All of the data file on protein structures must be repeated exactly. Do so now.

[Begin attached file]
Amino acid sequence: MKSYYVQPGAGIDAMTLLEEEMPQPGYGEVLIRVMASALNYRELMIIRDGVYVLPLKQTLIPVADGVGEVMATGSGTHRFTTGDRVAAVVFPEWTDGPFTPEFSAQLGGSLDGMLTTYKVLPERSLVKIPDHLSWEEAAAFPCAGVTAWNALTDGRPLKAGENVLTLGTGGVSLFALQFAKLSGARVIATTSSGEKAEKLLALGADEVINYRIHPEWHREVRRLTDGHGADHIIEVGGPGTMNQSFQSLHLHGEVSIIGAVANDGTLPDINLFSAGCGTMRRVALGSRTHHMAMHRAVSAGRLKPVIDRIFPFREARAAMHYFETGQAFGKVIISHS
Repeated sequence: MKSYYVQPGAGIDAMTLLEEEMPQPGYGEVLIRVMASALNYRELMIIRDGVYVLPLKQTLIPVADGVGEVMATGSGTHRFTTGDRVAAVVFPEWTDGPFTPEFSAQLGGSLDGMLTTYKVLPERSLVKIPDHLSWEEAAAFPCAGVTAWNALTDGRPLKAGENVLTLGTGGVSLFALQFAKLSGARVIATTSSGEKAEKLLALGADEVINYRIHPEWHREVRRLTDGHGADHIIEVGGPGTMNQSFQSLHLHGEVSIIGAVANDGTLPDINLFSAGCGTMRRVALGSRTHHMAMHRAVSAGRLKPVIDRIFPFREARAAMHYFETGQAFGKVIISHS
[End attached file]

Amino acid sequence: MKSYYVQPGAGIDAMTLLEEEMPQPGYGEVLIRVMASALNYRELMIIRDGVYVLPLKQTLIPVADGVGEVMATGSGTHRFTTGDRVAAVVFPEWTDGPFTPEFSAQLGGSLDGMLTTYKVLPERSLVKIPDHLSWEEAAAFPCAGVTAWNALTDGRPLKAGENVLTLGTGGVSLFALQFAKLSGARVIATTSSGEKAEKLLALGADEVINYRIHPEWHREVRRLTDGHGADHIIEVGGPGTMNQSFQSLHLHGEVSIIGAVANDGTLPDINLFSAGCGTMRRVALGSRTHHMAMHRAVSAGRLKPVIDRIFPFREARAAMHYFETGQAFGKVIISHS
Repeated sequence: MKSYYVQPGAGIDAMTLLEEEMPQPGYGEVLIRVMASALNYRELMIIRDGVYVLPLKQTLIPVADGVGEVMATGSGTHRFTTGDRVAAVVFPEWTDGPFTPEFSAQLGGSLDGMLTTYKVLPERSLVKIPDHLSWEEAAAFPCAGVTAWNALTDGRPLKAGENVLTLGTGGVSLFALQFAKLSGARVIATTSSGEKAEKLLALGADEVINYRIHPEWHREVRRLTDGHGADHIIEVGGPGTMNQSFQSLHLHGEVSIIGAVANDGTLPDINLFSAGCGTMRRVALGSRTHHMAMHRAVSAGRLKPVIDRIFPFREARAAMHYFETGQAFGKVIISHS